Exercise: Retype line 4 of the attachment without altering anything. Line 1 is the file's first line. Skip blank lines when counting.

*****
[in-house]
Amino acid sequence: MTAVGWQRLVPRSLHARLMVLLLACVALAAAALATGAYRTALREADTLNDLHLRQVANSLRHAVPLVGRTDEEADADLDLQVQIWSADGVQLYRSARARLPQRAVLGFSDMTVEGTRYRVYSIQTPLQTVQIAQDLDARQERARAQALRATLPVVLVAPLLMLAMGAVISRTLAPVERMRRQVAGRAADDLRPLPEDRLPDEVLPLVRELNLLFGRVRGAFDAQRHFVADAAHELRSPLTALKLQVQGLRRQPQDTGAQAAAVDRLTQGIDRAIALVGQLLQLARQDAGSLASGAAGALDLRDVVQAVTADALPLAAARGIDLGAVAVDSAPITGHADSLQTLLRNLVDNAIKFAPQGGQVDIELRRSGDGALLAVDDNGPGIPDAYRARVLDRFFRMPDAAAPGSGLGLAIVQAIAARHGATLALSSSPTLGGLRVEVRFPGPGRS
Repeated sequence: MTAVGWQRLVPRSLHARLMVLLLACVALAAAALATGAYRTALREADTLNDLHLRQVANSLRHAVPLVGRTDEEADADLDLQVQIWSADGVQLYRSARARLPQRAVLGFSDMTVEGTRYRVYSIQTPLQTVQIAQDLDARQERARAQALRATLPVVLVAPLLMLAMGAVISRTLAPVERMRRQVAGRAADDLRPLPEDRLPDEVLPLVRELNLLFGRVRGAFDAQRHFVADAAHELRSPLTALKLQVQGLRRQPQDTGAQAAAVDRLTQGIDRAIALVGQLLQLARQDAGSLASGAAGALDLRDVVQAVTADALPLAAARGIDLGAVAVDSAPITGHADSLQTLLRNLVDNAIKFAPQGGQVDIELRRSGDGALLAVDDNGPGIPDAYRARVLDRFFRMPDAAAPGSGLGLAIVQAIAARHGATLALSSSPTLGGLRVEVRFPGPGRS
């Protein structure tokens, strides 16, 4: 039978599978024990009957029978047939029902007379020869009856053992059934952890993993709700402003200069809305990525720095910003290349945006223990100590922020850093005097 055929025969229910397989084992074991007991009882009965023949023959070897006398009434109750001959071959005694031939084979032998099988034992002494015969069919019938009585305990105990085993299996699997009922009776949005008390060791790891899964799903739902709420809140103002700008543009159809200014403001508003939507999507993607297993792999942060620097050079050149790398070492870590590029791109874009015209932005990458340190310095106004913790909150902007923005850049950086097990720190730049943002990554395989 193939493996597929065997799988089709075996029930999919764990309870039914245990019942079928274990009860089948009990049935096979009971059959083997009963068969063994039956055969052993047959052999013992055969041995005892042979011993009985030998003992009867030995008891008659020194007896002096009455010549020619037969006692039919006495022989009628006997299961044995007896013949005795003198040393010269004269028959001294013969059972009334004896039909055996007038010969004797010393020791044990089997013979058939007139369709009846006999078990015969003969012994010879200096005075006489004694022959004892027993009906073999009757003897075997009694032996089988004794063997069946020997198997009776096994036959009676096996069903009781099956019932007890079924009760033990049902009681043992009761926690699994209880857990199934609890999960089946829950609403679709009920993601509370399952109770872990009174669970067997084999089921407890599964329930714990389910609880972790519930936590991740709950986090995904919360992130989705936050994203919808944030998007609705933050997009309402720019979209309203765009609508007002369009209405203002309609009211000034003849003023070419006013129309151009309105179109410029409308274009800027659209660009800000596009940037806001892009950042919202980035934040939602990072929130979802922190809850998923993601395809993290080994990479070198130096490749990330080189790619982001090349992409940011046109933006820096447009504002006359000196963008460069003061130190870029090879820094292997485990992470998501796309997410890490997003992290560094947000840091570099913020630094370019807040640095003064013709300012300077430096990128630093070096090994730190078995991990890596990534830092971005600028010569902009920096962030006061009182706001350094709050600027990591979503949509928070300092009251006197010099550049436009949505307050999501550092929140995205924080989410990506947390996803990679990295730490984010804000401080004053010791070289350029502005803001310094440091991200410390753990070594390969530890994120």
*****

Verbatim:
């Protein structure tokens, strides 16, 4: 039978599978024990009957029978047939029902007379020869009856053992059934952890993993709700402003200069809305990525720095910003290349945006223990100590922020850093005097 055929025969229910397989084992074991007991009882009965023949023959070897006398009434109750001959071959005694031939084979032998099988034992002494015969069919019938009585305990105990085993299996699997009922009776949005008390060791790891899964799903739902709420809140103002700008543009159809200014403001508003939507999507993607297993792999942060620097050079050149790398070492870590590029791109874009015209932005990458340190310095106004913790909150902007923005850049950086097990720190730049943002990554395989 193939493996597929065997799988089709075996029930999919764990309870039914245990019942079928274990009860089948009990049935096979009971059959083997009963068969063994039956055969052993047959052999013992055969041995005892042979011993009985030998003992009867030995008891008659020194007896002096009455010549020619037969006692039919006495022989009628006997299961044995007896013949005795003198040393010269004269028959001294013969059972009334004896039909055996007038010969004797010393020791044990089997013979058939007139369709009846006999078990015969003969012994010879200096005075006489004694022959004892027993009906073999009757003897075997009694032996089988004794063997069946020997198997009776096994036959009676096996069903009781099956019932007890079924009760033990049902009681043992009761926690699994209880857990199934609890999960089946829950609403679709009920993601509370399952109770872990009174669970067997084999089921407890599964329930714990389910609880972790519930936590991740709950986090995904919360992130989705936050994203919808944030998007609705933050997009309402720019979209309203765009609508007002369009209405203002309609009211000034003849003023070419006013129309151009309105179109410029409308274009800027659209660009800000596009940037806001892009950042919202980035934040939602990072929130979802922190809850998923993601395809993290080994990479070198130096490749990330080189790619982001090349992409940011046109933006820096447009504002006359000196963008460069003061130190870029090879820094292997485990992470998501796309997410890490997003992290560094947000840091570099913020630094370019807040640095003064013709300012300077430096990128630093070096090994730190078995991990890596990534830092971005600028010569902009920096962030006061009182706001350094709050600027990591979503949509928070300092009251006197010099550049436009949505307050999501550092929140995205924080989410990506947390996803990679990295730490984010804000401080004053010791070289350029502005803001310094440091991200410390753990070594390969530890994120």